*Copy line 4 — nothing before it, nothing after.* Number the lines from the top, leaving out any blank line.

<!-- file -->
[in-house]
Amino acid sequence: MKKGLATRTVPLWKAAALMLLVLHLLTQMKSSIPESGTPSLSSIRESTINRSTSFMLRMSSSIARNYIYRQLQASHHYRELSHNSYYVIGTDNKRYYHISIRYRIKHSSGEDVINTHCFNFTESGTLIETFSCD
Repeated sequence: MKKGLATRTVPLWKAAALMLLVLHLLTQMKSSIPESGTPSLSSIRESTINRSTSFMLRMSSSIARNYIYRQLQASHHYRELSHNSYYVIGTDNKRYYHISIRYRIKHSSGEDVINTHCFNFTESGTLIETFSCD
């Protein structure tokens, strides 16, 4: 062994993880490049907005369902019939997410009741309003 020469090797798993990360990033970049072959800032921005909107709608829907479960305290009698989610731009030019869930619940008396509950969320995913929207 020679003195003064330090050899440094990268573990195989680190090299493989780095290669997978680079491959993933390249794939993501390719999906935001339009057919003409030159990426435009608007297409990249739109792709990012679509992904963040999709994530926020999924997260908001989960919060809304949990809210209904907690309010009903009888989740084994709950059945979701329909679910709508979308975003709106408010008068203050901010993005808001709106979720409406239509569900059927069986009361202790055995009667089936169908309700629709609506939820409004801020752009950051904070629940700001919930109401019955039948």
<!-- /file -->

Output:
């Protein structure tokens, strides 16, 4: 062994993880490049907005369902019939997410009741309003 020469090797798993990360990033970049072959800032921005909107709608829907479960305290009698989610731009030019869930619940008396509950969320995913929207 020679003195003064330090050899440094990268573990195989680190090299493989780095290669997978680079491959993933390249794939993501390719999906935001339009057919003409030159990426435009608007297409990249739109792709990012679509992904963040999709994530926020999924997260908001989960919060809304949990809210209904907690309010009903009888989740084994709950059945979701329909679910709508979308975003709106408010008068203050901010993005808001709106979720409406239509569900059927069986009361202790055995009667089936169908309700629709609506939820409004801020752009950051904070629940700001919930109401019955039948």